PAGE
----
The Cantillon Brewery in Brussels is also a museum, where you can take a self-guided tour that showcases the traditional Lambic brewing method it has employed for more than a century, and then taste the results: gueuze, framboise, kriek, and more. Wild-fermented and sour beer lovers will also want to visit Moeder Lambic, a specialty bar with two locations in Brussels.
Rodenbach’s brewery tour features a majestic hall filled with 294 giant oak foeders, some of which are 150 years old. Its Flemish roodbruin (red brown) ales are tart and refreshing with big cherry and plum notes, despite the fact that no fruit is used in the recipes.
Orval is one of six Trappist breweries in Belgium. It does not offer brewery tours, but the old Abbey’s ruins are open to the public, and there is a café where you can taste the “jeune” version on draft alongside the “vieille,” which is bottle-conditioned with Brettanomyces yeast, creating the famous “goût d’Orval.”
I could list Belgian beer destinations for pages and pages (Bruges, Antwerp, Westvleteren, etc.). Suffice to say, Belgium is an ideal choice for any beer lover to explore.
It might be surprising to feature Italy on a beer bucket list, but I’ve been hearing many good things about the craft beer scene there. Italian beer writer Maurizio Maestrelli recommended Rome and Milano: “The capital has always been considered the capital of craft beer in Italy. A small pub in Trastevere, Ma Che Siete Venuti a Fà (translated: What the hell are you doing here?) was elected best pub in the world a few years ago by Ratebeer, but there are many other good beer places in the city (Open Baladin, Barley Wine, Hop & Pork to drink, and Johnny’s Off License to buy Italian craft beers). Milano also has very good places like Birrificio Lambrate, the oldest brewpub in town and a very cozy place, Birrificio Italiano, Scott Duff, Lambiczoon, and Birrificio La Ribalta. From Milano you can also visit by car some great small breweries such as Birrificio Rurale, Alder Beer, Birrificio Menaresta, and Birrificio Hamer.”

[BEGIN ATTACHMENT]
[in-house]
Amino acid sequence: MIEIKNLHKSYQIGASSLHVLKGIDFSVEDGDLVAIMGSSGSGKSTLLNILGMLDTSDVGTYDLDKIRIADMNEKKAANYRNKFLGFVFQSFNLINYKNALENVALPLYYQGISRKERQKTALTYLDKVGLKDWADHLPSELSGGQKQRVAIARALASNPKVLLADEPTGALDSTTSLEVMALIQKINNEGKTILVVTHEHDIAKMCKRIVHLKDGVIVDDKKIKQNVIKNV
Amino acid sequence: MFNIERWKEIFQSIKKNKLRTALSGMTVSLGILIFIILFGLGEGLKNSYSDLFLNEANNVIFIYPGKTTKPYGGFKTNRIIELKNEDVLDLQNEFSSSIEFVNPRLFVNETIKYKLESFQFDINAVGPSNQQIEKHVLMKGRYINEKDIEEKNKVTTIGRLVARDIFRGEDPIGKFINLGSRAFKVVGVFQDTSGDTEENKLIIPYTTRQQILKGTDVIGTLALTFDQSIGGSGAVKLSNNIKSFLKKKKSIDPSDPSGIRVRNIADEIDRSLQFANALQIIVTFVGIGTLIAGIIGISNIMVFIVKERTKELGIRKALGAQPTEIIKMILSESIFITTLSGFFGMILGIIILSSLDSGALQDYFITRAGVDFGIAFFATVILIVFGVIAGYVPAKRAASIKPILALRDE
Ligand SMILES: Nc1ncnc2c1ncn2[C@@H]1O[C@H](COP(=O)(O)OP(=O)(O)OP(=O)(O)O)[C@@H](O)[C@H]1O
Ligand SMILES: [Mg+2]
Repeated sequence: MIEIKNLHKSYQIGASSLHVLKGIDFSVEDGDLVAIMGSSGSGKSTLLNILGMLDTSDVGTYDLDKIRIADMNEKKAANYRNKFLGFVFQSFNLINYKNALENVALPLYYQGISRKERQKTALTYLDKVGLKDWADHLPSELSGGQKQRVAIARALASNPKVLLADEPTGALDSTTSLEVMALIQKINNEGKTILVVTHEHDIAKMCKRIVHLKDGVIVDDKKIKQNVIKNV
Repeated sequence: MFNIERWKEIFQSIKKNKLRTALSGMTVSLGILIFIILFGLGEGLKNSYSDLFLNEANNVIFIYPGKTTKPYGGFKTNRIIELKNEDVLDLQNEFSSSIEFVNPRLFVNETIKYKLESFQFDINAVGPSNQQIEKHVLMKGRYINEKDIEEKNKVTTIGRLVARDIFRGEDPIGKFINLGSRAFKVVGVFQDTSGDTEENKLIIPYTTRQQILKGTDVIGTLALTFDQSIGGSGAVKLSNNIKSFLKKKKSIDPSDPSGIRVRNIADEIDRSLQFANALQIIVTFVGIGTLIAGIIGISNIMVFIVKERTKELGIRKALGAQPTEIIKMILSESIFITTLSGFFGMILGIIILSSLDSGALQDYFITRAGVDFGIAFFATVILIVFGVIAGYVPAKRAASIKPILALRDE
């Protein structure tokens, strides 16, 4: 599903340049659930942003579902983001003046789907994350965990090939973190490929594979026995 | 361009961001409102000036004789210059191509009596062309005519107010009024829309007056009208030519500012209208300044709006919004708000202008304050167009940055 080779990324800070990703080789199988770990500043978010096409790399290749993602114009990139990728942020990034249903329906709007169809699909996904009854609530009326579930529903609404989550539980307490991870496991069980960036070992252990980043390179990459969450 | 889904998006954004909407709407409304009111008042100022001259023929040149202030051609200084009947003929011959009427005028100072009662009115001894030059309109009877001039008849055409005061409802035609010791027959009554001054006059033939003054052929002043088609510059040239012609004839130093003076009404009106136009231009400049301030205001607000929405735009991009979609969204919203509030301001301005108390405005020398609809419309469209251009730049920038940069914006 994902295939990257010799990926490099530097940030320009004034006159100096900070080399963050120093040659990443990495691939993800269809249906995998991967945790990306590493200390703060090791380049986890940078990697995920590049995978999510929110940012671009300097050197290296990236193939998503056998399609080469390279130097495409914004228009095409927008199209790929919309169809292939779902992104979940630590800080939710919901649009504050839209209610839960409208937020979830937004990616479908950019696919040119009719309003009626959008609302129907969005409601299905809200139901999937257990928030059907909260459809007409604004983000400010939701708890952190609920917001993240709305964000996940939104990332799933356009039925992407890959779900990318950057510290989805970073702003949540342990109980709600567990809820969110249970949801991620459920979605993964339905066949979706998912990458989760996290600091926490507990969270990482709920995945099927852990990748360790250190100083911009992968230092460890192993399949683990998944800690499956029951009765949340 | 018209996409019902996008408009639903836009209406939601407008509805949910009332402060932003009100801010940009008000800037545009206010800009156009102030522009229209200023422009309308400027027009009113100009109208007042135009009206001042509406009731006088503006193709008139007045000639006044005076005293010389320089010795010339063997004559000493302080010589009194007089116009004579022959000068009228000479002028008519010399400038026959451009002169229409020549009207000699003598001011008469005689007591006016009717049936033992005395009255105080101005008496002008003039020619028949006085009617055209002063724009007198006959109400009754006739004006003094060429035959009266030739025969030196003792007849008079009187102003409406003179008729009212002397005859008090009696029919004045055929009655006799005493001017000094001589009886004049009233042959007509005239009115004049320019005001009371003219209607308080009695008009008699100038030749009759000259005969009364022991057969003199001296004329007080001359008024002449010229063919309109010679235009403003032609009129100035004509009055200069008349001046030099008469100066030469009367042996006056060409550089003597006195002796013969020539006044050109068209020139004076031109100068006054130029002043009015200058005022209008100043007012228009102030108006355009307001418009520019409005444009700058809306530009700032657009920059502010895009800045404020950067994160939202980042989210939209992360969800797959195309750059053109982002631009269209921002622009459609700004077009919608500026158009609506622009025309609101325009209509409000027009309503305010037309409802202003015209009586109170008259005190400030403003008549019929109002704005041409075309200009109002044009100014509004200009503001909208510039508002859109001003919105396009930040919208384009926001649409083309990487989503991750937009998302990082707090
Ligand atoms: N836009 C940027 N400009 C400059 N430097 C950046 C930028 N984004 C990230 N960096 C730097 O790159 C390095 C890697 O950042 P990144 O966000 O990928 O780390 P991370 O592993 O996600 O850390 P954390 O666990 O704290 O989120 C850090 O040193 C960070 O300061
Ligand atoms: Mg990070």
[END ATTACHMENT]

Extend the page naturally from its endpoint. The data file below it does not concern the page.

Evan Rail, a Prague-based beer writer, agrees. “If I could go anywhere right now, Italy would be it. Because of my lockdown-induced wanderlust, I’ve started dreaming about where to go when we can travel again, and a beer tour through the Dolomites in the Friuli region is at the top of my list, starting with Birrificio Artigianale Foglie d’Erba. The first draw is that Foglie d’Erba make excellent, charismatic beers. But the brewery itself is set in the Dolomite mountains, one of the most beautiful parts of Europe. I’ve been through the area a few times over the years and was always wowed by the scenery.”
The U.S. is home to many of the world’s most exciting breweries. My last pre-pandemic trip was to New York City, and I can certainly vouch for Brooklyn’s incredible beer scene. While Crystal Luxmore would love to visit Scratch Brewing, a farmhouse brewery in a forest in Illinois that brews with farmed and foraged ingredients like mushrooms, nettle and hickory.
The U.S. west coast offers several craft beer hotspots, including San Diego, Portland, and Seattle. Heck, once the Canada-U.S. border opens again, I’ll be happy just to visit Bellingham, which is a three-hour ferry ride from where I live in Victoria, B.C.
What destinations top your beer bucket list? What places should we add to ours? Share them with us on social media with the hashtag #beerbucketlist